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Cebuano language

From Academic Kids

Cebuano, also known as Sugbuanon, is an Austronesian language spoken in the Philippines by about 18,000,000 people and is a subgroup or member of Bisaya, Visayan and Binisayâ. The name came from the Philippine island of Cebu, with the Spanish suffix -ano meaning native, of a place, added at the end. Cebuano is given the ISO 639-2 three letter code ceb, but has no ISO 639-1 two letter code.

Cebuano is a member of the Visayan language family.

Cebuano (Sugbuanon)
Spoken in: Philippines
Region: Central Visayas and northern and western Mindanao
Total speakers: First language: 18 million

Second language: 10 million (est.)

Ranking: 62
Genetic classification: Austronesian

  Malayo-Polynesian
   Western
    Central Philippine
     Visayan
     Cebuano

Official status
Official language of: -
Regulated by: -
Language codes
ISO 639-1-
ISO 639-2ceb
SILCEB
See also: LanguageList of languages

Cebuano is spoken natively by the inhabitants of Cebu, Bohol, Negros Oriental and the people in western Leyte province and northern Mindanao. It is also spoken in a few towns and islands in Samar. Until the 1980's, Cebuano surpassed Tagalog in terms of number of native speakers. The dialect used in Bohol is called Boholano and is sometimes considered a separate language.

Cebuano is a language with Verb Subject Object sentence order. It uses prepositions rather than postpositions. Nouns come after adjectives, but before genitives or relative phrases.

Cebuano has sixteen consonants: p, t, k, ? (the glottal stop), b, d, g, m, n, ng, s, h, w, l, r and y. There are three vowels: i, a, and u/o. The vowels u and o are allophones, with u always being used when it is the beginning of a syllable, and o always used when it ends a syllable. Accent is also a distinguisher of words, so that dápit means "to invite", while dapít means "place".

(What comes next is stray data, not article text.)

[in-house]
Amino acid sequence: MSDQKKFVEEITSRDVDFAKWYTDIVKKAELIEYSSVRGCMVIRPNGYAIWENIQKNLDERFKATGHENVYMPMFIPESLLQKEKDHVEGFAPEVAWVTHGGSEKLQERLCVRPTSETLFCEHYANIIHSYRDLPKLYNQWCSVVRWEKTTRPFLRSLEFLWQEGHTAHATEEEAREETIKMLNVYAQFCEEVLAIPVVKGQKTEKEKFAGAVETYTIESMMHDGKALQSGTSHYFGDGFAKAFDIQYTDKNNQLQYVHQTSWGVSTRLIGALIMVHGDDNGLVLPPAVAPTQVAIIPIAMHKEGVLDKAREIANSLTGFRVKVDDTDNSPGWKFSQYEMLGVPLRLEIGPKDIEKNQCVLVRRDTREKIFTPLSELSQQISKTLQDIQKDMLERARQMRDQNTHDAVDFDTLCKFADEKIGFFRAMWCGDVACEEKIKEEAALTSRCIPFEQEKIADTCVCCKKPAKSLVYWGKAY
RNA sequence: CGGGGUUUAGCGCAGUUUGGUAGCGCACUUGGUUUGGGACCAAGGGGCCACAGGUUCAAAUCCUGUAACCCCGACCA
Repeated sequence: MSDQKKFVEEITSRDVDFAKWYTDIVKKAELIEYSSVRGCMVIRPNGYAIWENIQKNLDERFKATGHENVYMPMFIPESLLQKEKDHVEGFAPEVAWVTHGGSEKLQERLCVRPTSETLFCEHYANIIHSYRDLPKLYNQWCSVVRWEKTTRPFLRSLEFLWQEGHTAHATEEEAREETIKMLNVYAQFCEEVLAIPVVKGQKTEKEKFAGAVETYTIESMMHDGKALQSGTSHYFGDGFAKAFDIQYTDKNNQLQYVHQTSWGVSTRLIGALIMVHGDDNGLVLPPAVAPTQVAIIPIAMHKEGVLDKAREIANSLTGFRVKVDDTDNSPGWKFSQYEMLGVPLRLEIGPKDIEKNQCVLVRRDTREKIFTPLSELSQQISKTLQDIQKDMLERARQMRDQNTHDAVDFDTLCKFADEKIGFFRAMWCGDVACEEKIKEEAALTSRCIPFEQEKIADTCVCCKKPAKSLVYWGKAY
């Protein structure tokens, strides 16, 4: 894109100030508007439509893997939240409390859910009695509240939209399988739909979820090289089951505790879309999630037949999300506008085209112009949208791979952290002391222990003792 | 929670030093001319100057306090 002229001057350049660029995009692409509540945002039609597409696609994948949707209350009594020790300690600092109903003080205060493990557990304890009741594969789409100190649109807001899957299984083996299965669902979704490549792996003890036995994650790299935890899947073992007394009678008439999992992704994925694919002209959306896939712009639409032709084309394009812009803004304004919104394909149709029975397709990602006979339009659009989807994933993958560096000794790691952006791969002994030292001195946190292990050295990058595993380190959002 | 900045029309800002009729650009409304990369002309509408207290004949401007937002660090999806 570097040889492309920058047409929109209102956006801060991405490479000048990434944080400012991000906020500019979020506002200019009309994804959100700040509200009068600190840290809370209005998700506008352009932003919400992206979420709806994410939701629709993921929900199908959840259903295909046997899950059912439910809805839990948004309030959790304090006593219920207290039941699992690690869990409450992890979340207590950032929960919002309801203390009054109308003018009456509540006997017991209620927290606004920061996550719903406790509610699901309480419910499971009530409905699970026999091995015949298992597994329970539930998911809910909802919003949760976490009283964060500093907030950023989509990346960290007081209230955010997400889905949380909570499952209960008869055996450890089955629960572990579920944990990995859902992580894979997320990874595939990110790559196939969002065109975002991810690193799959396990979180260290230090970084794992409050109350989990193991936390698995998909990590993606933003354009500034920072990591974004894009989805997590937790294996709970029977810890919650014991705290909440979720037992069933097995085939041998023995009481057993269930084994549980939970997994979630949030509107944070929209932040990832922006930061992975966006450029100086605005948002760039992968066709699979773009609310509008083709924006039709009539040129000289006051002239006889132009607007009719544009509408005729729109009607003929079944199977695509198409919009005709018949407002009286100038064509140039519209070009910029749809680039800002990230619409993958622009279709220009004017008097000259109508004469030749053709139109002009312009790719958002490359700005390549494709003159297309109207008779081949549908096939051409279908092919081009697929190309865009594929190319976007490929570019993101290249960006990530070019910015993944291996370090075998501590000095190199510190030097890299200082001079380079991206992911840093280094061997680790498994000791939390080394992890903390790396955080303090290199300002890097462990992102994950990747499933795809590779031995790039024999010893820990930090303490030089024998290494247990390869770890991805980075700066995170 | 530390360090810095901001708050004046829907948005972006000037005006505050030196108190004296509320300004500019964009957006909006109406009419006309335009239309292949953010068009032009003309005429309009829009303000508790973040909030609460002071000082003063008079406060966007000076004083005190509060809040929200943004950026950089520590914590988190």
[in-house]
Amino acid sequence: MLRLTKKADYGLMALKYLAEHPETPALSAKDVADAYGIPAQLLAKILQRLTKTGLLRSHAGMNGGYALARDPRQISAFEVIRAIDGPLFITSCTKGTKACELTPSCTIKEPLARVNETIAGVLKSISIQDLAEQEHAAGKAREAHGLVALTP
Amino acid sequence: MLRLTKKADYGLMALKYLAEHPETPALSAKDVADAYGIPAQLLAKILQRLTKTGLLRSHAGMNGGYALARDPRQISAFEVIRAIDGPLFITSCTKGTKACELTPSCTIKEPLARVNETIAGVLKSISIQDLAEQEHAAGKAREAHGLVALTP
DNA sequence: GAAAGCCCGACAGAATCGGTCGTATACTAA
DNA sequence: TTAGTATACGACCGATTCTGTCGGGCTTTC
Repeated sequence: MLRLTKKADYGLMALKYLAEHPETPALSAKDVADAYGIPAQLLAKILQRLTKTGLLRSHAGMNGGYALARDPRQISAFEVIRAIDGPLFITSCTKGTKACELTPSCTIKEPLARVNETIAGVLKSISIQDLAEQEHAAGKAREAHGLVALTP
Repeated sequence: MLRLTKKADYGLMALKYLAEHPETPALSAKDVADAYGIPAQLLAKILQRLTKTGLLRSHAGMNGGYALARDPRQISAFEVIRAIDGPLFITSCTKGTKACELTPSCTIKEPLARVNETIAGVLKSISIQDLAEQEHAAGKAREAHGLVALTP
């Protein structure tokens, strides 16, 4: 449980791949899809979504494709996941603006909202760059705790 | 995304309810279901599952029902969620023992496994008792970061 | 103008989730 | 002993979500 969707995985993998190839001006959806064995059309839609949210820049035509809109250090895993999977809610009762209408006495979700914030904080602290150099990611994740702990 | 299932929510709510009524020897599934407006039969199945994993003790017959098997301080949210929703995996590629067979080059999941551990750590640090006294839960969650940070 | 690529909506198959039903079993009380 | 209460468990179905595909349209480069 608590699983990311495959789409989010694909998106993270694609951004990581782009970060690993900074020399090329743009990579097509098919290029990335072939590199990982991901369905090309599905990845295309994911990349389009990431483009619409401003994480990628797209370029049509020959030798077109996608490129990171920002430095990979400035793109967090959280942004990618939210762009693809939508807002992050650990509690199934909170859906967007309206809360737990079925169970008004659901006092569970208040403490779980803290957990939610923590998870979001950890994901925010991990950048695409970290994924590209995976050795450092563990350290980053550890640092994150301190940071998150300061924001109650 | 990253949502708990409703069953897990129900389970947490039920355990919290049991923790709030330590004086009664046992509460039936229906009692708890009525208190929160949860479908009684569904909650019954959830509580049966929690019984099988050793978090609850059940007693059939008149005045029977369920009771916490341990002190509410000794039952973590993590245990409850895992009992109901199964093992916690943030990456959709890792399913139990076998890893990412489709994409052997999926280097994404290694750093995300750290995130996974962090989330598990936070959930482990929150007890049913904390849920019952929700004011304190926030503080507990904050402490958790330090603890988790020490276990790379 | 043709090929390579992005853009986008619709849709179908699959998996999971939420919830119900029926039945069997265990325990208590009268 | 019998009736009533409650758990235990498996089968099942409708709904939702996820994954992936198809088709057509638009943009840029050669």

Nouns in Cebuano are inflected for person, number, and case, with inclusive and exclusive "we" distinguished. The four cases are nominative, preposed genitive, postposed genitive, and oblique.

Cebuano has long borrowed words from Spanish, such as krus [cruz] (cross) and brilyante [brillante] (brilliant). It has several hundred loan words from English as well, which are altered to conform to the limited phonemic inventory of Cebuano: brislit (bracelet), hayskul (high school), syapin (shopping), dikstrus (dextrose), sipir (zipper), bigsyat (big shot), or prayd tsikin (fried chicken).

Contents

The Clamor for recognition of Cebuano

The use of Tagalog as a basis for Pilipino drew criticism from other Philippine linguistic groups. To some extent, there was active resistance shown against its usage. For instance, in the eighties, after an attempt by the Central Government to enforce the use of Tagalog as the language of instruction in all public schools, the governor of Cebu initiated the singing of the Philippine national anthem in Cebuano rather that in Pilipino (Tagalog) in the island province of Cebu. This resistance was not intended to undermine the country's national unity. On the part of the Cebuanos, it was mostly a protest against "imperial Manila" and a clamor for linguistic and regional recognition.